Our findings have changed my clinical decisions as a surgeon and are impacting sports medicine worldwide Matt Daggett, DO
Kansas City, Mo (PRWEB) May 19, 2017
When Kyle Busch graduates from Kansas City University of Medicine and Biosciences (KCU) on Saturday, May 20, his name will already appear on two major research studies that could impact the health of young athletes everywhere.
As a medical student Busch has been working with Dr. Matt Daggett, KCU alumnus and an orthopedic surgeon, alongside an international team trying to discover why girls involved in pivot-shifting sports suffer injuries to the anterior cruciate ligament (ACL) at a rate far faster than their male counterparts. They partnered with Dr. Camilo Helito of Sau Paulo Brazil and gained unprecedented access to clinical samples.
One of the studies where Busch assisted appeared in the Orthopedic Journal of Sports Medicine and discovered that a supportive anterolateral ligament (ALL) is half as thick in females as males. More force going through that supporting ligament leaves girls much more vulnerable to the dreaded ACL tear.
The implications of these findings are important, and an additional study published in the American Journal of Sports Medicine that Busch and Daggett collaborated on shows a surgical technique that reconstructs the ALL and the ACL. This combined reconstruction was found to reduce the rate of re-injury to the ACL by over half and also increase an athlete’s chance of returning to play compared to traditional ACL reconstruction alone.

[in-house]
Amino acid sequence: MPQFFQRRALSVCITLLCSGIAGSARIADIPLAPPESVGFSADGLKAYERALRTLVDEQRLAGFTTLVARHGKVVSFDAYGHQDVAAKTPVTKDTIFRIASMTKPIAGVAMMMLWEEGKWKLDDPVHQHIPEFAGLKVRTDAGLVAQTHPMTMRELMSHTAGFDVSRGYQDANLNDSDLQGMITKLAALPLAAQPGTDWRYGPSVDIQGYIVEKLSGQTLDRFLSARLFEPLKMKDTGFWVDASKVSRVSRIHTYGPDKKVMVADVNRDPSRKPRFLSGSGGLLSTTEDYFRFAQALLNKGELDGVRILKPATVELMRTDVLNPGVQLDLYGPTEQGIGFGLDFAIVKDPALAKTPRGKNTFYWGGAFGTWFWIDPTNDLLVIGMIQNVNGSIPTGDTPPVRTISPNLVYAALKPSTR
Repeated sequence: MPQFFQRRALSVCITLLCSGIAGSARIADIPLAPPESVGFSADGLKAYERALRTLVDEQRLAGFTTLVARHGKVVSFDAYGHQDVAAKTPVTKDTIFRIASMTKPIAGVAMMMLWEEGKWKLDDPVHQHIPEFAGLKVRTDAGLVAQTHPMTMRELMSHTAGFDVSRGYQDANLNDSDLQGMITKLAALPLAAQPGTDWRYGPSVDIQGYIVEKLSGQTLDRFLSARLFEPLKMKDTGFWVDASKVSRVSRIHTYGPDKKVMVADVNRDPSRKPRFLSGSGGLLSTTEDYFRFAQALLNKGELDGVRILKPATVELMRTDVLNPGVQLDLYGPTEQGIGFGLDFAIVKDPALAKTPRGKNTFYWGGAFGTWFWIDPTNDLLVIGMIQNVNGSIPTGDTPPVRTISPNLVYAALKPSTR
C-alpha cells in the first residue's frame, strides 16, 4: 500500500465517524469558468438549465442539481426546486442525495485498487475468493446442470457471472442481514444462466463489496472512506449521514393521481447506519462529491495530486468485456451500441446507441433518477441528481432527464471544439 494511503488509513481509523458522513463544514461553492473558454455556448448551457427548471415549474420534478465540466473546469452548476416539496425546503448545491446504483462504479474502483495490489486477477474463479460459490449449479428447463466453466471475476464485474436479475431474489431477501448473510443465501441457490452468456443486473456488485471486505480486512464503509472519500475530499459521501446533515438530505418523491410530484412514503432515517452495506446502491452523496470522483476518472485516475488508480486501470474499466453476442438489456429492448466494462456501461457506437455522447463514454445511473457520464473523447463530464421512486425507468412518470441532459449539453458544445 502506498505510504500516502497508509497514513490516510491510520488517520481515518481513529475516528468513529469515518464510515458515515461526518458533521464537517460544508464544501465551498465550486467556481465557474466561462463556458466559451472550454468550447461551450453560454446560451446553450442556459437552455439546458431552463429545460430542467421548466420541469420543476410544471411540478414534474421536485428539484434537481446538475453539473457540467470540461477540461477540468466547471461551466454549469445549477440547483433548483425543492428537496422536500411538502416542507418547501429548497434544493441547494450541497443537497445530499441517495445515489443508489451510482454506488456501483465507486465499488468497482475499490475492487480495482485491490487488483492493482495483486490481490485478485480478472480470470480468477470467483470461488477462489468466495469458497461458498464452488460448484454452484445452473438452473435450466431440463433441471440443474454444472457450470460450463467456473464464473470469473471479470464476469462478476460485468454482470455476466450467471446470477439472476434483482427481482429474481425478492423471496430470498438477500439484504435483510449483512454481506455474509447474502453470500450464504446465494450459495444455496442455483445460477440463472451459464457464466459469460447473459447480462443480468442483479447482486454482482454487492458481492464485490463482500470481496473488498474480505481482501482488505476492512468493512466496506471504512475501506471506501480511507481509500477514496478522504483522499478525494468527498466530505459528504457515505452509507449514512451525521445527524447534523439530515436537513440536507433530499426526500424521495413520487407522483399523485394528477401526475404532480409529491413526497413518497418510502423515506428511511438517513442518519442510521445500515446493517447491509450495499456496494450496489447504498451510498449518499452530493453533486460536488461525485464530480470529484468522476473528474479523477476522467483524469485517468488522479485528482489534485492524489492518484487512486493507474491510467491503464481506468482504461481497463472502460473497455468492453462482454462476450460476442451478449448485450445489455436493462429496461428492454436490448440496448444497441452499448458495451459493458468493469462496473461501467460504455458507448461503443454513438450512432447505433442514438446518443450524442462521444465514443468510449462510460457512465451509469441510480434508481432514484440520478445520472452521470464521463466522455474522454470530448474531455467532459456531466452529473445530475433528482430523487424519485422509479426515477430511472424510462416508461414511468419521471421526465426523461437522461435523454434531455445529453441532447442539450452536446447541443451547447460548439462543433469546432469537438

“It’s been a fun, dynamic project to be part of,” said Busch. “We’re not only helping young athletes return to play, we are giving hope to adults who would like to return to a sport they love even later in life.”
Busch, from Decatur, Illinois, became interested in orthopedic medicine after a high school injury landed him in an orthopedic physicians practice. Later, he joined a scholars and mentors program and spent time with the physicians because he thought bones and ligaments were “cool.” His fascination with the musculoskeletal system continued on into medical school as Busch began working on research with Daggett as a fellow in KCU’s Department of Anatomy.
“Kyle was critical to the success of our work,” said Daggett. “Our findings have changed my clinical decisions as a surgeon and are impacting sports medicine worldwide.”
Both Daggett and Busch have young daughters they want to protect from an ACL tear should they decide to take part in sports. Both hope to contribute to a body of knowledge that can eventually prevent the injury altogether.
“In osteopathic medicine our emphasis is on wellness,” Daggett said. “Lots of people are talk about injury prevention but we are not doing enough about it. The more we understand the ligamentous structures, the better we will become at being able to prevent these life-long injuries.”
Busch says he hopes to be involved in future studies Daggett conducts during his orthopedic residency at St. Mary’s Medical Center in Blue Springs, Mo., a suburb of Kansas City. He noted his appreciation to Daggett and the chance to participate in research during his student years.
“It’s great that KCU recognizes research is broader than the work done with microscopes and goggles in the lab,” Busch said. “They encourage students to get involved in work which results in immediate patient impact. It gives me a sense of fulfillment and enjoyments knowing I am able to take part in something that will help people live better lives.”